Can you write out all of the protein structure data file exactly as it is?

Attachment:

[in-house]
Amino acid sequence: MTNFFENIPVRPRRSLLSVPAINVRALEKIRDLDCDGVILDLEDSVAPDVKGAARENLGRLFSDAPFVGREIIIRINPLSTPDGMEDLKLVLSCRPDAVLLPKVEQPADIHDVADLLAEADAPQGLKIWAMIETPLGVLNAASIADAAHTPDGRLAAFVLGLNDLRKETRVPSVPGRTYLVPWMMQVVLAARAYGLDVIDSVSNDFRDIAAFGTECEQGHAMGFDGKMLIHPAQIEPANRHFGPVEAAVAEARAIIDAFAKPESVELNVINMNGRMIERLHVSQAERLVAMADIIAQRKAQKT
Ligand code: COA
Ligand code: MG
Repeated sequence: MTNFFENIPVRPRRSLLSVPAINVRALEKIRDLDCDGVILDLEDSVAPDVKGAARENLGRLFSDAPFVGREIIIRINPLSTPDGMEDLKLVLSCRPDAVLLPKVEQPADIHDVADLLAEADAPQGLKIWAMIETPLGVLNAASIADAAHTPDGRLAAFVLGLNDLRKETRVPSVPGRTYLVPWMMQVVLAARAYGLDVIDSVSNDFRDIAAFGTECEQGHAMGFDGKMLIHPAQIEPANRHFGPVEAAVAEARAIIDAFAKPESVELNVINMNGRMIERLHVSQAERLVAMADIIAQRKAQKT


[in-house]
Amino acid sequence: MTNFFENIPVRPRRSLLSVPAINVRALEKIRDLDCDGVILDLEDSVAPDVKGAARENLGRLFSDAPFVGREIIIRINPLSTPDGMEDLKLVLSCRPDAVLLPKVEQPADIHDVADLLAEADAPQGLKIWAMIETPLGVLNAASIADAAHTPDGRLAAFVLGLNDLRKETRVPSVPGRTYLVPWMMQVVLAARAYGLDVIDSVSNDFRDIAAFGTECEQGHAMGFDGKMLIHPAQIEPANRHFGPVEAAVAEARAIIDAFAKPESVELNVINMNGRMIERLHVSQAERLVAMADIIAQRKAQKT
Ligand code: COA
Ligand code: MG
Repeated sequence: MTNFFENIPVRPRRSLLSVPAINVRALEKIRDLDCDGVILDLEDSVAPDVKGAARENLGRLFSDAPFVGREIIIRINPLSTPDGMEDLKLVLSCRPDAVLLPKVEQPADIHDVADLLAEADAPQGLKIWAMIETPLGVLNAASIADAAHTPDGRLAAFVLGLNDLRKETRVPSVPGRTYLVPWMMQVVLAARAYGLDVIDSVSNDFRDIAAFGTECEQGHAMGFDGKMLIHPAQIEPANRHFGPVEAAVAEARAIIDAFAKPESVELNVINMNGRMIERLHVSQAERLVAMADIIAQRKAQKT